Recipes for Combining Observables in RxSwift

Several operators exist to combine multiple observables into one. This document shows the basics of the various combining operators and shows some more advanced recipes using them.

Combine Latest

The combineLatest operator is used whenever you have two or more observables emitting values, and you want access to the latest value emitted from each of them whenever one of them emits a new value. It can be used, for example, to combine a username and password to make a login request.

It also comes in handy when you have an array of Observables, and you want to convert them into an Observable that emits an array.

Sometimes, one of the Observables will emit several values before all of them have. The combineLatest operator will ignore those values until such time as all the constituents have emitted a value. If you don't want to miss out on any such values, then it's best to use startWith to provide defaults:

On occasion you need to use a value emitted by an Observable to create a new Observable, but you want to tie the value with the new Observable. For this, you can use just to lift the value back up into an Observable and combine it:

You could also do the above with an additional map:


Then there are times where you want to fire off a bunch of Observables, then wait until they all emit a value. If you know they will all emit no more than one value, you could use combineLatest. However, it's probably more expressive of intent if you use zip.

The zip operator also comes in handy if an Observable is emitting values too fast and you want to slow it down. Normally, from will emit all of the values in the array immediately upon subscription; by zipping it with an Observable that emits its values slowly, you can force from to slow down.


There are times when you have data coming from several possible sources and you want to treat it all the same; this is especially true with Void Observables which act as action triggers. For this merge is a great choice.

Another common use of merge is when you have Observables that perform different actions on the same (usually) piece of state. In these cases you don't exactly want to combine the emissions, rather you need them to come through one at a time, but you need to distinguish between them.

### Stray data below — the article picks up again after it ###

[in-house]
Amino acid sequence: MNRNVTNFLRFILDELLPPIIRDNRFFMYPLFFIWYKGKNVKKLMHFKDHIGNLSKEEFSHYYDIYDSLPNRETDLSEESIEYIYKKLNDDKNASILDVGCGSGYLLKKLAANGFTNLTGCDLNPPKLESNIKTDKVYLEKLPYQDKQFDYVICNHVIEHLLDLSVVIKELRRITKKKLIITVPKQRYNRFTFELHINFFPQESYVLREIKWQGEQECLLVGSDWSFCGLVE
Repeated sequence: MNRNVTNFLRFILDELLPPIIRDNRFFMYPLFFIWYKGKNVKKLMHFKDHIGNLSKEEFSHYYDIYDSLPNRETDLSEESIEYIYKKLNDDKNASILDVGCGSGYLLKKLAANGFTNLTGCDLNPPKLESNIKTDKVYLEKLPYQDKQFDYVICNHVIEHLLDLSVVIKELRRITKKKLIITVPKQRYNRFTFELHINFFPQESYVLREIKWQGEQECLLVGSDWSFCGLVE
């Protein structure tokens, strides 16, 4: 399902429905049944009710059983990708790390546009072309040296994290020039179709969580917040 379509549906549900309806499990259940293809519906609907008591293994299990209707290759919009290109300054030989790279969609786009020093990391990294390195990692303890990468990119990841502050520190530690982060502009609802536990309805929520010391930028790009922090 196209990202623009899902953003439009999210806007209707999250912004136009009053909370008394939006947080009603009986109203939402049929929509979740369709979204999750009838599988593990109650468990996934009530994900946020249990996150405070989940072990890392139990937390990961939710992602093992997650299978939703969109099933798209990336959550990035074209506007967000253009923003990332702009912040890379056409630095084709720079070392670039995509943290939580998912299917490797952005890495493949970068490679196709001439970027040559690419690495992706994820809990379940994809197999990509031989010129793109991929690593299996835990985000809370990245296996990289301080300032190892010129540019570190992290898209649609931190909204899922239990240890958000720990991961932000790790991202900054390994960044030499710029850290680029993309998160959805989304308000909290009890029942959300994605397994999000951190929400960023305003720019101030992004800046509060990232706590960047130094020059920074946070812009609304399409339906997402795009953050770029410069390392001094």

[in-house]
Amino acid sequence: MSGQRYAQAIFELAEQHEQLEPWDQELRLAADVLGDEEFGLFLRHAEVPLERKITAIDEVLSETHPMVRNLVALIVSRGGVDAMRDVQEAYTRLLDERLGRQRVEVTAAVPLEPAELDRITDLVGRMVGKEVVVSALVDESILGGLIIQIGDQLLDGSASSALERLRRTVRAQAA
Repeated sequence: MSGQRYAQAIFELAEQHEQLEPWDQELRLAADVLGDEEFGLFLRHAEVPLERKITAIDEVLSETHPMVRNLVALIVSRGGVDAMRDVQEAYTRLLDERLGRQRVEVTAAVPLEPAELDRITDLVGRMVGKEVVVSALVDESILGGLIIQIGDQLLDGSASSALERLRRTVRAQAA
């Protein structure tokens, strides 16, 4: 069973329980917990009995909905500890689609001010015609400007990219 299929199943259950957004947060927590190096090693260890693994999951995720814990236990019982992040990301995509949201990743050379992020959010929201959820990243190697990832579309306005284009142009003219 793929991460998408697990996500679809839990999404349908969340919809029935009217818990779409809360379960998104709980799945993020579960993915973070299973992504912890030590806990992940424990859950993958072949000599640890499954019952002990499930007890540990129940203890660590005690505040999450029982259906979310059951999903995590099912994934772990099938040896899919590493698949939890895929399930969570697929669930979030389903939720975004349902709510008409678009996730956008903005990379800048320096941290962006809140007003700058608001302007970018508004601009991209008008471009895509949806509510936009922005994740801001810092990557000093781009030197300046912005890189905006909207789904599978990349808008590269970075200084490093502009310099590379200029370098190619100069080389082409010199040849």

Sometimes you want to combine observables, but you only want an event when one of them fires, not both. In that case, you use withLatestFrom(_:_:).

There is also a withLatestFrom(_:) that will give you the latest emission of the second observable and ignore the emission from the first observable. That version is great for triggers and is the one that is most commonly used.


Lastly, there are times when you want to fire off a bunch of Observables in sequence rather than all at once, but you still want to collect up all the results. The concat operator is good for that.

This will cause all the Observables in the networkRequests array to be subscribed to one at a time. The next one in the sequence won’t be subscribed to until the previous one completes. Make sure that the inner observables emit completion events or it will never finish.

Another great source to get a sence of how these operators work is in the Combining_Operators playground. Always be sure to check the official docs when you have any questions about an operator. Every one of them is well documented both as a doc comment and within a playground.

I hope this little tour of the combining operators helps out. If I got anything wrong, or your have better, or other, examples then by all means send me a DM on slack, twitter or reddit (danielt1263) or just leave a comment here.

I started programming as a hobby in the late ’70s and professionally in the late ’90s. I am the director of development at Haneke Design.